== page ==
We asked Forum's producers to each pick their favorite arts shows from 2013. Producer Judy Campbell explains her pick:
It seems like it would be hard to translate dance -- or as he called it in the interview, "thought made visible" -- into good radio, but I could listen to Alonzo King talk about dance and the artistic process all day long. The way he describes choreography and dancing has changed the way I view all sorts of performances. A lot of us are intimidated by dance and worry we're missing something that we're supposed to be getting out of a performance. King makes art accessible by expanding our ideas of dance and art, instead of simplifying them. In this interview for the 30th anniversary of King's LINES Ballet, Michael Krasny talked to King alongside composer and double bassist Edger Meyer, who collaborated with King on the company's anniversary show. It was great to hear the two of them talk about the relationship of dance and music and about artistic collaboration. Michael did a fantastic one-on-one interview with Alonzo King back in 2011, which is also worth listening to.
On the Benefits of Collaboration:
"It's interesting for me when working with other artists -- or people who look at your work -- and they bring different ideas to it, or they will show perspectives that you hadn't thought of. That's interesting to do when you work with another artist and also interesting to hear from when you work with another artist... And I'm saying that because I don't think the author is the definitive at all. I love the fact that Chopin would say, 'Listen to what this one is doing with my music,' because who is the definitive?"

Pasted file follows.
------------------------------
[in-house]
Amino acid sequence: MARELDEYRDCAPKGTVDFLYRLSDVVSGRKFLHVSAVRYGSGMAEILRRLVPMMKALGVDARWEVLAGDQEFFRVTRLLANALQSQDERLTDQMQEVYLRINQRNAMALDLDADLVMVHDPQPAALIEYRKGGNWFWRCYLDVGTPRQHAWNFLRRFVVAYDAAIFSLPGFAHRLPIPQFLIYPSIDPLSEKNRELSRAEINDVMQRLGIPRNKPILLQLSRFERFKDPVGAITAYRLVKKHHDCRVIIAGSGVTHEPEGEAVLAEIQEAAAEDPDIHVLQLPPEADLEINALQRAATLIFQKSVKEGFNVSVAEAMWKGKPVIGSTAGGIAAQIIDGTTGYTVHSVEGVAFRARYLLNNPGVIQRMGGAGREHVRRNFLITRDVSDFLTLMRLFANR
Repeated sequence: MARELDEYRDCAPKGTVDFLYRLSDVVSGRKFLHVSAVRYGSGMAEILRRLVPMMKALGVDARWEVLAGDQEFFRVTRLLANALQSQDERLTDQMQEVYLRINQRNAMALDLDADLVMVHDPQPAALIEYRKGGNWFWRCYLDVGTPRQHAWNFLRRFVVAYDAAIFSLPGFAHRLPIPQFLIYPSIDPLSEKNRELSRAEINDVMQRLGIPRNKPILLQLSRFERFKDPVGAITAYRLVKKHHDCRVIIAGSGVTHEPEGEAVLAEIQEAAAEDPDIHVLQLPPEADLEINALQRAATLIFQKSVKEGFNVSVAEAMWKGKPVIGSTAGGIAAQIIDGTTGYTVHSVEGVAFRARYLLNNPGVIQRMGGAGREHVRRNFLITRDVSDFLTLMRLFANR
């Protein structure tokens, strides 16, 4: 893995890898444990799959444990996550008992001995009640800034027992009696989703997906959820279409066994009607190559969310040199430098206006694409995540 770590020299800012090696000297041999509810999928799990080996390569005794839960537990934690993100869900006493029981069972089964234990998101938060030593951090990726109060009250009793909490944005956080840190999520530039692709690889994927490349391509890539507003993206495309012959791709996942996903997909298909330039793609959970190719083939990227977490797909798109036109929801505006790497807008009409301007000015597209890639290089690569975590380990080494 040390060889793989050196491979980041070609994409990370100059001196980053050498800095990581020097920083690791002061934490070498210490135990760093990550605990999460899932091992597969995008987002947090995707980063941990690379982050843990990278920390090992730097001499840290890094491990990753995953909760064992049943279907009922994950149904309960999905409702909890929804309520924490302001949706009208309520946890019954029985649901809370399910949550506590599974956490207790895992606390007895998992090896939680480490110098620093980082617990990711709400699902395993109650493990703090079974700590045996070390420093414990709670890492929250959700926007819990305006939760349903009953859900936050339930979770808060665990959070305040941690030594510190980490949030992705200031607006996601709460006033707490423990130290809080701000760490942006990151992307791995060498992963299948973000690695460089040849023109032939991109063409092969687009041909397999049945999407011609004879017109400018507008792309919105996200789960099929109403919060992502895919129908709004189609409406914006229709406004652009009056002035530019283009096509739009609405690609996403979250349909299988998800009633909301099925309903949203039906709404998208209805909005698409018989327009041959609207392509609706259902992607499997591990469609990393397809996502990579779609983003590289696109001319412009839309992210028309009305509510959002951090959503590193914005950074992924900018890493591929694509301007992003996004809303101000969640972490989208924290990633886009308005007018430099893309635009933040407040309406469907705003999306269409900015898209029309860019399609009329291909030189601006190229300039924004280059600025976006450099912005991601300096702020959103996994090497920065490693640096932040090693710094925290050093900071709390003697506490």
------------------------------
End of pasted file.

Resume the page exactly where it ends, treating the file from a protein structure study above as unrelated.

On Ideas Being Bigger Than Words:
"Everything is consciousness, everything is thought... so I think of music as thought made audible and I think of dance as thought made visible. And in our search for material, when I heard Edgar's music this was a thought, especially that adagio, that words are far too clumsy to try to communicate or illustrate or be and I think that that's the aim. If I'm doing a work and I'm really able to describe it, I feel that I've failed somehow."
On Being an Original:
"I've been really fortunate in that I was encouraged to be myself. And I think that so often people are cloning, and you can get approval for cloning. People like a good knockoff, they like a copy, which I think is a horrible thing. But I was encouraged early, as a child, to be an original and so I've always had strong points of view about how I see things and in the things that I've been participating in, what I thought was missing."
On What Inspires Him:
"I think everything inspires me. I know that for dance specifically, I really like the dances from indigenous cultures that still exist and watching tapes and videos of them. I love to see dancers from other times and music, literature, nature. I think everything, even negative things are an inspiration because you see -- 'There's some rhythm here,' 'There's some shape making here.' I see that it's failing, that it's not working, but it's interesting information."
On Getting Out of the Way of Art
"At its basis, in creativity a magical thing happens: You stop thinking about yourself, because you're having a blast. And usually when there's a block, it's because there is too much self-regard. So there's this wisdom that comes out of getting out of the way that I think allows for things to happen."
On How Training Dancers Is Not About the Body:
"It's the heart and the mind that you're really training. There's an interesting statement that Helen Keller said, that she felt trapped and that she didn't find freedom until she was able to separate the identity of herself as something separate from her body. And it takes a long time for the dancing artists to do that, but when that happens -- and you can see it objectively in the same way that Edgar can play with his double bass -- that your physical body is really an instrument, a whole lot begins to change."
On Always Striving for More:
"Any kind of comfort or satisfaction is poisonous to any kind of growth. When you have people you work with who are obsessed with expansion -- who are really involved in always thinking more and better -- that's inspiring to be in that kind of environment because you want to multiply your talents, you want to become more generous. To be really simple about it, you want to expand your heart and expand your mind. And that wants to continue going until you leave the planet... That's the point, in whatever discipline you choose, or whatever you are applying yourself to in life."